What I hope for: The Workplace

I was asked for a 500-word “wish” to be published by another organization and I thought to repost it in my blog.

My hope is for every workplace to be a better place to work.

Businesses are a key part of any community and community spirit as well as individual families are very directly influenced by the quality of their employers. If people are treated well and respected, that energy carries over into all aspects of how they live and their support of others.

What is distressing is to read about the low levels of engagement and morale in so many workplaces and the typical response from many senior executives and human resource professionals about how the workers don’t produce and their need for continuous management. Commonly heard are how much people resist change and training and that there are too many poor performers in the workplace.

For me, two things stand out. The first is that, “Nobody ever washes a rental car” and that we cannot expect people to take care of things if they do not feel any ownership involvement. Since so many feel that nobody listens or cares, why should they feel any sense of ownership? And the perception is the reality of that.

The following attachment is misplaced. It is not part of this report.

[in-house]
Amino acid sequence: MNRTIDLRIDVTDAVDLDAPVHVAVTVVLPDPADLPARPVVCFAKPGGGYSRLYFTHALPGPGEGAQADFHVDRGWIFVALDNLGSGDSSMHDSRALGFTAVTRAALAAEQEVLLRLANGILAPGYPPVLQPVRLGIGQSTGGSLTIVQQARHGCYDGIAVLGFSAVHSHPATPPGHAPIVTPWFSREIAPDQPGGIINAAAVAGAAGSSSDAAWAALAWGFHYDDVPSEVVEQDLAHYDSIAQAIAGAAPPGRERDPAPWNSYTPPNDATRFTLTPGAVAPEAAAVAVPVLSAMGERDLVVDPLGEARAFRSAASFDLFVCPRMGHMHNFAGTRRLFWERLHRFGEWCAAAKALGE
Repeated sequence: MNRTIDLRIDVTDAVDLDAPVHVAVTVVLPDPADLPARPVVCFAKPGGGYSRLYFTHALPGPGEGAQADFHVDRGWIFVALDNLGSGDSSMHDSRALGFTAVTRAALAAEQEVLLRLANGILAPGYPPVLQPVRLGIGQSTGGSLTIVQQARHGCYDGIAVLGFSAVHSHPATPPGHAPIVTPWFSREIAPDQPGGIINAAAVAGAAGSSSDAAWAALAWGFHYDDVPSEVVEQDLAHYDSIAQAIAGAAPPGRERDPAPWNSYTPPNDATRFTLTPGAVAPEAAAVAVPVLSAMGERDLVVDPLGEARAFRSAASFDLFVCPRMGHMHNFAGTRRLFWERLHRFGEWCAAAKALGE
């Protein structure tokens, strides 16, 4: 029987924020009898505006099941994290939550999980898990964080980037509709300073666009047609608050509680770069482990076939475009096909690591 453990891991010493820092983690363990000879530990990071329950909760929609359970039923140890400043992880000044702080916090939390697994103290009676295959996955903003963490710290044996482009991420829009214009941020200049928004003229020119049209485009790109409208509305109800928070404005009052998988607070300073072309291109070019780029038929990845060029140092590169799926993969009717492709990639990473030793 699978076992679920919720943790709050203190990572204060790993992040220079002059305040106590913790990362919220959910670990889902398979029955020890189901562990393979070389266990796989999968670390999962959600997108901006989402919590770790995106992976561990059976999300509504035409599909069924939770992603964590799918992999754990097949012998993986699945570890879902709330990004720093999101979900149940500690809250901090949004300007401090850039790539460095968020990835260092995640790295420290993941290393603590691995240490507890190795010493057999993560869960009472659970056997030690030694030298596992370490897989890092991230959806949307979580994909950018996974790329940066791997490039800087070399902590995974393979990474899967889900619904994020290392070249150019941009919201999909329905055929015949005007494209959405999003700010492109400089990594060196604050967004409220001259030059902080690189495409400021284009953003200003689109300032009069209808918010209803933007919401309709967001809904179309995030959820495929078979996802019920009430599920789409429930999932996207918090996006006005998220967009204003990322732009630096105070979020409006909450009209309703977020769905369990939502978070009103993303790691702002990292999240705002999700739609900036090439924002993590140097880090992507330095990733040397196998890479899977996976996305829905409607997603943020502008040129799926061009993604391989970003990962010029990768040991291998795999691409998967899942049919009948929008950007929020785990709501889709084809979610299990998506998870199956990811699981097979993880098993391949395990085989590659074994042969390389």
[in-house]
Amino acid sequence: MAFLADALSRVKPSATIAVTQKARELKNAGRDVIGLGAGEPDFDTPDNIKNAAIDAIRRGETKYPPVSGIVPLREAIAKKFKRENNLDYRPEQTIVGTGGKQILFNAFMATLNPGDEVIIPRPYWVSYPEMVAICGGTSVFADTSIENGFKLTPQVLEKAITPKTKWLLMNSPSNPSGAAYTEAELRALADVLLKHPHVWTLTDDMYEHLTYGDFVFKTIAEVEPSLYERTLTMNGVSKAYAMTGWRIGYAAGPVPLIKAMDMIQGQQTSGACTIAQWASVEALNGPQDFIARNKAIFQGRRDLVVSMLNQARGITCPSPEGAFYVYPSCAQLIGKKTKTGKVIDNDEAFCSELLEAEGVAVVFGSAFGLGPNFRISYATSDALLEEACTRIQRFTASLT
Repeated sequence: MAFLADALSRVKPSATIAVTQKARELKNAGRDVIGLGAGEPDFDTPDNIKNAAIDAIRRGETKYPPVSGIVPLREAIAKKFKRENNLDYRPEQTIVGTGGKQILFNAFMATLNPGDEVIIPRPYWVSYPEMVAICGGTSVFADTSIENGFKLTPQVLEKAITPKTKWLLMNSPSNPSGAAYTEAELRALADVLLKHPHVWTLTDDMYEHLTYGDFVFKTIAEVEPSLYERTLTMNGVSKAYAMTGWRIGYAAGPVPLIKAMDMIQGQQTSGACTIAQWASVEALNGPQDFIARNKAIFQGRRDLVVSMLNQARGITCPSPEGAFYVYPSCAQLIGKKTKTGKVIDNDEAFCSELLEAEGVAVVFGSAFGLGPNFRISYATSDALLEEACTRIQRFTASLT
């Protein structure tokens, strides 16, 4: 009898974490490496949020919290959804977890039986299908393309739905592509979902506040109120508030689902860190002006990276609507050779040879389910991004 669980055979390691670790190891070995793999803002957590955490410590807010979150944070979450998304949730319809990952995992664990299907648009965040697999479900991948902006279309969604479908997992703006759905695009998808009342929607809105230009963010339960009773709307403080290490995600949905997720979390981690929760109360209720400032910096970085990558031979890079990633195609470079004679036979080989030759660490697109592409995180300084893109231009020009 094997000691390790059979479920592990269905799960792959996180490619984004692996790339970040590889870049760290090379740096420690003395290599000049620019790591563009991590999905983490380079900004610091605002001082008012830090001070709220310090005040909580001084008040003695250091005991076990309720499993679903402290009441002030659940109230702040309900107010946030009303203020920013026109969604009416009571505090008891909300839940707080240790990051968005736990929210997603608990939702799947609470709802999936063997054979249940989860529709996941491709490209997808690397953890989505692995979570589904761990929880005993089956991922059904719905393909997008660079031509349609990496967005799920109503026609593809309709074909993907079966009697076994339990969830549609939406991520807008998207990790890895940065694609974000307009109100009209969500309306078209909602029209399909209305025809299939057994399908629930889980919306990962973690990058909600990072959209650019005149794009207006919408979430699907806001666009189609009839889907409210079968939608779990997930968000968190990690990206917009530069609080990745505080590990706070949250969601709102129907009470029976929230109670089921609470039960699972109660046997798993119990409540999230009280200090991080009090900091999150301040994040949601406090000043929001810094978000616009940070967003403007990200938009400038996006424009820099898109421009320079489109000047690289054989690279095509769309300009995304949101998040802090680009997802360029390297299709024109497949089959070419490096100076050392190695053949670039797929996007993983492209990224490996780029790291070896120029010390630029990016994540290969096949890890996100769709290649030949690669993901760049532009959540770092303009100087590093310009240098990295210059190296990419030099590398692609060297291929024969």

The other issue is that so many people are un-engaged and un-involvedwhen they could be involved and participating in the continuous improvement of their companies and their workplace.

I wish more companies would focus on Dis-Un-Engagement and do things to help the supervisors and managers do a better job of asking people for their ideas about how to make improvements. The wagons are rolling on wooden Square Wheels while the cargo is a lot of round rubber tires. But workplaces see themselves as too busy to stop pulling and pushing and to identify those things that are not working smoothly. If nothing changes, how will anything improve?

By involving and asking people for what kinds of things generate their feelings of un-engagement, we can allow them to generate some solutions and repairs. With the managers intent on fixing things, those efforts to remove those perceived roadblocks and problems will go a long long way toward improving workplace efficiency and effectiveness.

By demonstrating the care of listening to issues and ideas, we can make all sorts of impacts.

I guess that is the essence of my thinking and my wishes and hopes. Maybe everyone can get some of the above as a present for the year-end holidays: A bit more positive feelings about their role in their companies and a better sense of belonging and ownership. People are no longer just, “hired hands in the workplace.” Workers have brains and thoughts and ideas, too!

Dr. Scott Simmerman is a designer of team building games and organization improvement tools. Managing Partner of Performance Management Company since 1984, he is an experienced presenter and consultant.
Connect with Scott on Google+ – you can reach Scott at scott@squarewheels.com

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